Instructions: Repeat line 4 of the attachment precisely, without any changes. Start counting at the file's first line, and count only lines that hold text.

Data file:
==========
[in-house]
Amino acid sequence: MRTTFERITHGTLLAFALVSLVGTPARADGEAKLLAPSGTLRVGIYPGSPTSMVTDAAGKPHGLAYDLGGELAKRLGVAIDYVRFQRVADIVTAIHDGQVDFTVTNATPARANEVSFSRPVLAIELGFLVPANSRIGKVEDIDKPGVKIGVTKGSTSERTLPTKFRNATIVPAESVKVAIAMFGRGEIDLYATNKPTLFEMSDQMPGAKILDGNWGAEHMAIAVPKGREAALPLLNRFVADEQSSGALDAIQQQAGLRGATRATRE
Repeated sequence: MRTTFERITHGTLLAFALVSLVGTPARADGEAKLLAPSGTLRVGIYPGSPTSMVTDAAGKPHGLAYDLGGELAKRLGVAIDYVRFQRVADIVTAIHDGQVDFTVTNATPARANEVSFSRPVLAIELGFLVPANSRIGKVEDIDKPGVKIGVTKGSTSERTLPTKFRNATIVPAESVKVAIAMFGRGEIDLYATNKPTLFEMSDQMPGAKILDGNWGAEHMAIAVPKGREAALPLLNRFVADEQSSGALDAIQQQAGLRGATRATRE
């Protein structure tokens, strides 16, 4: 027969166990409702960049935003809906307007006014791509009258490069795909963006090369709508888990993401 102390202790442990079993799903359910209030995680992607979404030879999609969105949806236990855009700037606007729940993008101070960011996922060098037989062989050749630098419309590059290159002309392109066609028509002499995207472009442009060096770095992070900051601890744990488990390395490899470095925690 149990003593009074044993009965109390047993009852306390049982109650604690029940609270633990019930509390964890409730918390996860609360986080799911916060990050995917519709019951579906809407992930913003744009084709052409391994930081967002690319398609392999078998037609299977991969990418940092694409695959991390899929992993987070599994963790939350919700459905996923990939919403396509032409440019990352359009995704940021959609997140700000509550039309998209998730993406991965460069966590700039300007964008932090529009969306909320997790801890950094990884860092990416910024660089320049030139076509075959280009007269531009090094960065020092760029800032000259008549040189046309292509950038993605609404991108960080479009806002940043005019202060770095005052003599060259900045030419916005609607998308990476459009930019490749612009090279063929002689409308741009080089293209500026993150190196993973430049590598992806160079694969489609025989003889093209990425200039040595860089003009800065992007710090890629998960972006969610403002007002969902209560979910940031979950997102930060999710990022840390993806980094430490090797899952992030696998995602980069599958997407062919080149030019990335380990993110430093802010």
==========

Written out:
């Protein structure tokens, strides 16, 4: 027969166990409702960049935003809906307007006014791509009258490069795909963006090369709508888990993401 102390202790442990079993799903359910209030995680992607979404030879999609969105949806236990855009700037606007729940993008101070960011996922060098037989062989050749630098419309590059290159002309392109066609028509002499995207472009442009060096770095992070900051601890744990488990390395490899470095925690 149990003593009074044993009965109390047993009852306390049982109650604690029940609270633990019930509390964890409730918390996860609360986080799911916060990050995917519709019951579906809407992930913003744009084709052409391994930081967002690319398609392999078998037609299977991969990418940092694409695959991390899929992993987070599994963790939350919700459905996923990939919403396509032409440019990352359009995704940021959609997140700000509550039309998209998730993406991965460069966590700039300007964008932090529009969306909320997790801890950094990884860092990416910024660089320049030139076509075959280009007269531009090094960065020092760029800032000259008549040189046309292509950038993605609404991108960080479009806002940043005019202060770095005052003599060259900045030419916005609607998308990476459009930019490749612009090279063929002689409308741009080089293209500026993150190196993973430049590598992806160079694969489609025989003889093209990425200039040595860089003009800065992007710090890629998960972006969610403002007002969902209560979910940031979950997102930060999710990022840390993806980094430490090797899952992030696998995602980069599958997407062919080149030019990335380990993110430093802010």